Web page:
Why Do People Pay for Useless Advice? Implications of Gambler's and Hot-Hand Fallacies in False-Expert Setting
University of Warwick
Yohanes E. Riyanto
Nanyang Technological University (NTU) - Division of Economics
IZA Discussion Paper No. 6557
We investigated experimentally whether people can be induced to believe in a non-existent expert, and subsequently pay for what can only be described as transparently useless advice about future chance events. Consistent with the theoretical predictions made by Rabin (2002) and Rabin and Vayanos (2010), we show empirically that the answer is yes and that the size of the error made systematically by people is large.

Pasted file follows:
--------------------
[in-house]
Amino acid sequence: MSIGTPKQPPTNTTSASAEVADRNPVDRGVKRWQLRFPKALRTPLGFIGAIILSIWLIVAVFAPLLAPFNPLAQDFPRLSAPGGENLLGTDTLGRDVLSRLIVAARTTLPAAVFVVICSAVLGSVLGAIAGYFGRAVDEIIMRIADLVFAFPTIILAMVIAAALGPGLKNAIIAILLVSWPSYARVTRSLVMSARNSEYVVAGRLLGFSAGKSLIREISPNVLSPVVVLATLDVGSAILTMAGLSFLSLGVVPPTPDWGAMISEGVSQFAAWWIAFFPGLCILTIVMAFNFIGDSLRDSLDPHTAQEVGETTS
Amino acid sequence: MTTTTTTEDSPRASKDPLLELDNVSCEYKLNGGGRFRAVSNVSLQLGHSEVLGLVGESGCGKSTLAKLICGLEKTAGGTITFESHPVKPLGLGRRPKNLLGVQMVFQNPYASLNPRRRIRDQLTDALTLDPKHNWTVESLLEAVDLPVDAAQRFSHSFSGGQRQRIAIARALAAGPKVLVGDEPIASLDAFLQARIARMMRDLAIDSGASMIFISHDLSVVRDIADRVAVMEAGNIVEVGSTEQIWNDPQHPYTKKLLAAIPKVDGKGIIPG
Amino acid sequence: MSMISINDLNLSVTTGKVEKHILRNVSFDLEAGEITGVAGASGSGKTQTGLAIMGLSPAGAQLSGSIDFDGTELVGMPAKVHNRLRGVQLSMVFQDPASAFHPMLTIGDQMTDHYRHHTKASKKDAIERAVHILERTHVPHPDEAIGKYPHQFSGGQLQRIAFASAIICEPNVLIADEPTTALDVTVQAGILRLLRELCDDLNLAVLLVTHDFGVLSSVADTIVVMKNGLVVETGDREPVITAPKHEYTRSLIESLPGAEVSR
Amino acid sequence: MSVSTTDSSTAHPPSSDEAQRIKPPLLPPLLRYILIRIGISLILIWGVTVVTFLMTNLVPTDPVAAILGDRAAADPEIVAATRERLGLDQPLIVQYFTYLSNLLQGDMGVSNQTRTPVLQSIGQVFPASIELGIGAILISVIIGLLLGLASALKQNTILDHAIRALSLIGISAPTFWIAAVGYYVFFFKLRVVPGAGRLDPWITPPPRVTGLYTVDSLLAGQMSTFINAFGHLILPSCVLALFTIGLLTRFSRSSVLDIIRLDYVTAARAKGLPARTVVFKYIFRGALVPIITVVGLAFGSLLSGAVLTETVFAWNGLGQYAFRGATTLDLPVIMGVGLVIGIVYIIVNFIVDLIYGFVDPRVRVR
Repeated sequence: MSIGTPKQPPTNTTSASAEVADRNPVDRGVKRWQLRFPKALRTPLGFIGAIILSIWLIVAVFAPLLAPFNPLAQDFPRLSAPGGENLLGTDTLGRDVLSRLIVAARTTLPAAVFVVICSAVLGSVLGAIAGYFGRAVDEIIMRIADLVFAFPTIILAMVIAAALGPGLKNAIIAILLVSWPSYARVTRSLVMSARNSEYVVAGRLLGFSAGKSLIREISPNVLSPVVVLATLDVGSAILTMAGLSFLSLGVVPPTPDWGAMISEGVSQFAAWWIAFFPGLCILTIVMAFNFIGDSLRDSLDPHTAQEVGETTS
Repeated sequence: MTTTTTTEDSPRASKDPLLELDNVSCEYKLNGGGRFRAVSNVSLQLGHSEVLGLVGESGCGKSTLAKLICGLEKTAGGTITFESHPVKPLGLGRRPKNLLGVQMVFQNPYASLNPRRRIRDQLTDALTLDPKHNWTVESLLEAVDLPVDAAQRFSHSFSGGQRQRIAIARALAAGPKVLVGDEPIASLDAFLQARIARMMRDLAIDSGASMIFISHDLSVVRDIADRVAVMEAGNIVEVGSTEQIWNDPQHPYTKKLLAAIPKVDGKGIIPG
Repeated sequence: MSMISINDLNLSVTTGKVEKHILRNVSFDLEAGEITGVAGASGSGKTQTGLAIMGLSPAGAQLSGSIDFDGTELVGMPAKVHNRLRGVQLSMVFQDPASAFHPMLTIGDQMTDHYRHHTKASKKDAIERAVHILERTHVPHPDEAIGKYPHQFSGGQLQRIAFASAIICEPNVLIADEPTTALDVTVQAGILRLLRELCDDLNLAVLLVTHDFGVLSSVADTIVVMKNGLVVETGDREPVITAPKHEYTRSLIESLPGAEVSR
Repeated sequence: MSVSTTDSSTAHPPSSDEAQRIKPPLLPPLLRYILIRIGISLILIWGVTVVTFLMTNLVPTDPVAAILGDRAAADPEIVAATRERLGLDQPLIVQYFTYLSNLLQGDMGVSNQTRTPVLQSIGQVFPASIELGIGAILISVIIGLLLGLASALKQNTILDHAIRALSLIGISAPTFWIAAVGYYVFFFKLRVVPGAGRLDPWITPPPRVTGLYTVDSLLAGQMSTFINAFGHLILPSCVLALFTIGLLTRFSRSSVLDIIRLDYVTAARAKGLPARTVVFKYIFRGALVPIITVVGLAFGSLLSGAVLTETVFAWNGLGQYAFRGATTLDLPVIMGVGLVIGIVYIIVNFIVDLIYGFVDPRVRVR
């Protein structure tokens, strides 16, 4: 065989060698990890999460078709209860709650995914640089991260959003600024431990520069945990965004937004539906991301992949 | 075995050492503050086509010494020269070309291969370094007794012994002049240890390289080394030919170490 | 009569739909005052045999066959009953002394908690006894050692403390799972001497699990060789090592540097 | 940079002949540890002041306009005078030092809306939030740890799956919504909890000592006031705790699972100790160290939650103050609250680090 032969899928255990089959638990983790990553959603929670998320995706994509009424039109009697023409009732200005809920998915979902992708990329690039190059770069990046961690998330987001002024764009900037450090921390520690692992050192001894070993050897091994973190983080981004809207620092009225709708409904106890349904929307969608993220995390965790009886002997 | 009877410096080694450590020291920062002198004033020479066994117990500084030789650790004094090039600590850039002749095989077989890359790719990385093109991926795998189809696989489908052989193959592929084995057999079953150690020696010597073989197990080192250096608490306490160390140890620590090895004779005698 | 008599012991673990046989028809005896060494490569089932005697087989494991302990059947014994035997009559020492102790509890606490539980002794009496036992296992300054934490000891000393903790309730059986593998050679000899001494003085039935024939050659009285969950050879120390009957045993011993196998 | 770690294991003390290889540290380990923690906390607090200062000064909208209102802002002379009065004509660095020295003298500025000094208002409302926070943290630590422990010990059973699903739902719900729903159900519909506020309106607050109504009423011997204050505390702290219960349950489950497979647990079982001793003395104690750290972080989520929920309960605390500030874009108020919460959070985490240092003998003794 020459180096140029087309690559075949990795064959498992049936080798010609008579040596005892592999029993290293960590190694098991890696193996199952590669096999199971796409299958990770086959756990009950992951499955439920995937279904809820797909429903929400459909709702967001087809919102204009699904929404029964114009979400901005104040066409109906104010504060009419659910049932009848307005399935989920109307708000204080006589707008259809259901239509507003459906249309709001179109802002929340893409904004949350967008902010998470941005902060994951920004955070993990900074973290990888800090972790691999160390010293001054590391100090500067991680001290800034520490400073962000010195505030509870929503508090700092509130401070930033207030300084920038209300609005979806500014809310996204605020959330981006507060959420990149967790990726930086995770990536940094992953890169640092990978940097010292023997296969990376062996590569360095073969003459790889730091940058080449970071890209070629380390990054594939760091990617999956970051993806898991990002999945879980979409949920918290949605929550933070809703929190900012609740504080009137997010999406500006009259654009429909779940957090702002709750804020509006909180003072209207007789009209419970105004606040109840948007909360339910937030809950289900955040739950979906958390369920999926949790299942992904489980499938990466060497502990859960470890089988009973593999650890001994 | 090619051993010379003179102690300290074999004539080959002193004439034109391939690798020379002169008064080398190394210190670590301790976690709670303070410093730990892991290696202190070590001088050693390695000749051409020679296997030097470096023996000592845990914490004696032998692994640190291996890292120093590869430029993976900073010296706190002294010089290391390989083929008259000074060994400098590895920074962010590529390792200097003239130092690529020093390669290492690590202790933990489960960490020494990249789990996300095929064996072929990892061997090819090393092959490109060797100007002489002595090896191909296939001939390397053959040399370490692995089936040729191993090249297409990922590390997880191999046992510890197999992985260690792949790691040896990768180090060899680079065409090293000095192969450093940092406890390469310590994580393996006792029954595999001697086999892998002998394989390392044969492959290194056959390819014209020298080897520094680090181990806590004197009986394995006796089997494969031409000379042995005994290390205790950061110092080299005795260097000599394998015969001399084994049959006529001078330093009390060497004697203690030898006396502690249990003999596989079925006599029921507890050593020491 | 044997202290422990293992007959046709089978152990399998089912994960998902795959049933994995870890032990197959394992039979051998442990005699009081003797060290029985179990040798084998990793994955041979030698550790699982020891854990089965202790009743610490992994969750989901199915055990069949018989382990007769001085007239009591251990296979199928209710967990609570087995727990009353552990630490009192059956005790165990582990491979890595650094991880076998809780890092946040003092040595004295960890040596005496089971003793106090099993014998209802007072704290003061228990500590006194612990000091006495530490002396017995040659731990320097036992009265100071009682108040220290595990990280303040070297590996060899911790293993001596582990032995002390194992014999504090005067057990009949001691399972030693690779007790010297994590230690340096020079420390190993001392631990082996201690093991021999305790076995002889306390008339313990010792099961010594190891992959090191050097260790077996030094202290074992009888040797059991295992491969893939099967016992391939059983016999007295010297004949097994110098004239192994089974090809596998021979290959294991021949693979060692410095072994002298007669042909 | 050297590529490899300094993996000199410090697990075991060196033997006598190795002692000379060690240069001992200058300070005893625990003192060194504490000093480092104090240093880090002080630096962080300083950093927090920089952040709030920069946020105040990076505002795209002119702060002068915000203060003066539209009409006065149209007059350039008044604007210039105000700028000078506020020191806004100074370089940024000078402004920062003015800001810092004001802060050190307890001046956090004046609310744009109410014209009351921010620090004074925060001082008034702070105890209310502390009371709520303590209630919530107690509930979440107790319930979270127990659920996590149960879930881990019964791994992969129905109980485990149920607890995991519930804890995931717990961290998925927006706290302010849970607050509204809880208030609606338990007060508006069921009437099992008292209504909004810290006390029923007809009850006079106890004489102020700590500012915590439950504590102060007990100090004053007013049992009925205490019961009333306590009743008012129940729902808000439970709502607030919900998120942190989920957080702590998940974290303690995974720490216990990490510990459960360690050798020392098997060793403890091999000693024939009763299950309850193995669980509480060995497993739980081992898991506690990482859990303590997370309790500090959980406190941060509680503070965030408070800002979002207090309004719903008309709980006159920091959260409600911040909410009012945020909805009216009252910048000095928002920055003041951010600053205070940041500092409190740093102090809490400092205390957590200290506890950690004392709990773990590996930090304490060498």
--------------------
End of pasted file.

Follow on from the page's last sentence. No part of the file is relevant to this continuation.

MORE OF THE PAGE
Number of Pages in PDF File: 26
Keywords: gambler's fallacy, hot-hand, random streak, expertise, information
JEL Classification: C91, D03
Date posted: May 26, 2012
© 2016 Social Science Electronic Publishing, Inc. All Rights Reserved.
This page was processed by apollobot1 in 0.171 seconds